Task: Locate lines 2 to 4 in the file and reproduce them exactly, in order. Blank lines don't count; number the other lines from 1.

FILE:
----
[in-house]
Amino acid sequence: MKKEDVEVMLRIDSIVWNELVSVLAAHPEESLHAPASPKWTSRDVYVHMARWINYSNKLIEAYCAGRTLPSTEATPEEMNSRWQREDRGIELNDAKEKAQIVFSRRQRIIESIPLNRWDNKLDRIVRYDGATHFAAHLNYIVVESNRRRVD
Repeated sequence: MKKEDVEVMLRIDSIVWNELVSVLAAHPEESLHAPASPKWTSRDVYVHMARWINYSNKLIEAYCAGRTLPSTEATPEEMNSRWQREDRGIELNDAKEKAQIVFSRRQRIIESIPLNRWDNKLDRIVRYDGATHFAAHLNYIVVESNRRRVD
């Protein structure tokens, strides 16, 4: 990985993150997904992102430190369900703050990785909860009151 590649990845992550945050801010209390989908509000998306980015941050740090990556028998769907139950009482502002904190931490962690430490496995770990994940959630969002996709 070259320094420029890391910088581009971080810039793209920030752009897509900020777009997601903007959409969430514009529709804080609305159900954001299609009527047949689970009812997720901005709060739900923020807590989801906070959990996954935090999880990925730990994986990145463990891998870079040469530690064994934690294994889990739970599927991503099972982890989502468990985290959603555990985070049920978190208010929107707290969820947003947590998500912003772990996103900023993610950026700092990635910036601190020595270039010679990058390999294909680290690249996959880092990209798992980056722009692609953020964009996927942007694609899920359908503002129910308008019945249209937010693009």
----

Amino acid sequence: MKKEDVEVMLRIDSIVWNELVSVLAAHPEESLHAPASPKWTSRDVYVHMARWINYSNKLIEAYCAGRTLPSTEATPEEMNSRWQREDRGIELNDAKEKAQIVFSRRQRIIESIPLNRWDNKLDRIVRYDGATHFAAHLNYIVVESNRRRVD
Repeated sequence: MKKEDVEVMLRIDSIVWNELVSVLAAHPEESLHAPASPKWTSRDVYVHMARWINYSNKLIEAYCAGRTLPSTEATPEEMNSRWQREDRGIELNDAKEKAQIVFSRRQRIIESIPLNRWDNKLDRIVRYDGATHFAAHLNYIVVESNRRRVD
């Protein structure tokens, strides 16, 4: 990985993150997904992102430190369900703050990785909860009151 590649990845992550945050801010209390989908509000998306980015941050740090990556028998769907139950009482502002904190931490962690430490496995770990994940959630969002996709 070259320094420029890391910088581009971080810039793209920030752009897509900020777009997601903007959409969430514009529709804080609305159900954001299609009527047949689970009812997720901005709060739900923020807590989801906070959990996954935090999880990925730990994986990145463990891998870079040469530690064994934690294994889990739970599927991503099972982890989502468990985290959603555990985070049920978190208010929107707290969820947003947590998500912003772990996103900023993610950026700092990635910036601190020595270039010679990058390999294909680290690249996959880092990209798992980056722009692609953020964009996927942007694609899920359908503002129910308008019945249209937010693009």